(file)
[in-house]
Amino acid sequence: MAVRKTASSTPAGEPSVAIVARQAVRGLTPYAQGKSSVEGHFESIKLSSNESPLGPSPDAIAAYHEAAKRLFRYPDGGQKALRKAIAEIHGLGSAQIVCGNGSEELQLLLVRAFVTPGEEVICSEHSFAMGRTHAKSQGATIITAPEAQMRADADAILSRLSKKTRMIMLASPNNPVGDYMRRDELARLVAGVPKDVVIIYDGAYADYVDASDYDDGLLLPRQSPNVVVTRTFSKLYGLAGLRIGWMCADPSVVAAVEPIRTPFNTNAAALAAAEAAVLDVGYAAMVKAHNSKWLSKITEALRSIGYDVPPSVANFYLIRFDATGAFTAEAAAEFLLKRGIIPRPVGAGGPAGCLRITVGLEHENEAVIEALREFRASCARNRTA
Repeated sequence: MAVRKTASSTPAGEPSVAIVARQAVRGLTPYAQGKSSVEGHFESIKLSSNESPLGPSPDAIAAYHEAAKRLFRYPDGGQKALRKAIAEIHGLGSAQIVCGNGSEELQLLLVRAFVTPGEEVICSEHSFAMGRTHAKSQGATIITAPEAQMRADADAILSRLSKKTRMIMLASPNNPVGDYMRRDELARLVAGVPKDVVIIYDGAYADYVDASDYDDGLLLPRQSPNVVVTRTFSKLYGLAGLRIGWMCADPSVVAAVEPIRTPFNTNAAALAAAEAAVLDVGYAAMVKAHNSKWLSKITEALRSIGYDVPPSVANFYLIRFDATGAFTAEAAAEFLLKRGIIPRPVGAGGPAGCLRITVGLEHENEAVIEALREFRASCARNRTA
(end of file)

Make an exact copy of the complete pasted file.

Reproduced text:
[in-house]
Amino acid sequence: MAVRKTASSTPAGEPSVAIVARQAVRGLTPYAQGKSSVEGHFESIKLSSNESPLGPSPDAIAAYHEAAKRLFRYPDGGQKALRKAIAEIHGLGSAQIVCGNGSEELQLLLVRAFVTPGEEVICSEHSFAMGRTHAKSQGATIITAPEAQMRADADAILSRLSKKTRMIMLASPNNPVGDYMRRDELARLVAGVPKDVVIIYDGAYADYVDASDYDDGLLLPRQSPNVVVTRTFSKLYGLAGLRIGWMCADPSVVAAVEPIRTPFNTNAAALAAAEAAVLDVGYAAMVKAHNSKWLSKITEALRSIGYDVPPSVANFYLIRFDATGAFTAEAAAEFLLKRGIIPRPVGAGGPAGCLRITVGLEHENEAVIEALREFRASCARNRTA
Repeated sequence: MAVRKTASSTPAGEPSVAIVARQAVRGLTPYAQGKSSVEGHFESIKLSSNESPLGPSPDAIAAYHEAAKRLFRYPDGGQKALRKAIAEIHGLGSAQIVCGNGSEELQLLLVRAFVTPGEEVICSEHSFAMGRTHAKSQGATIITAPEAQMRADADAILSRLSKKTRMIMLASPNNPVGDYMRRDELARLVAGVPKDVVIIYDGAYADYVDASDYDDGLLLPRQSPNVVVTRTFSKLYGLAGLRIGWMCADPSVVAAVEPIRTPFNTNAAALAAAEAAVLDVGYAAMVKAHNSKWLSKITEALRSIGYDVPPSVANFYLIRFDATGAFTAEAAAEFLLKRGIIPRPVGAGGPAGCLRITVGLEHENEAVIEALREFRASCARNRTA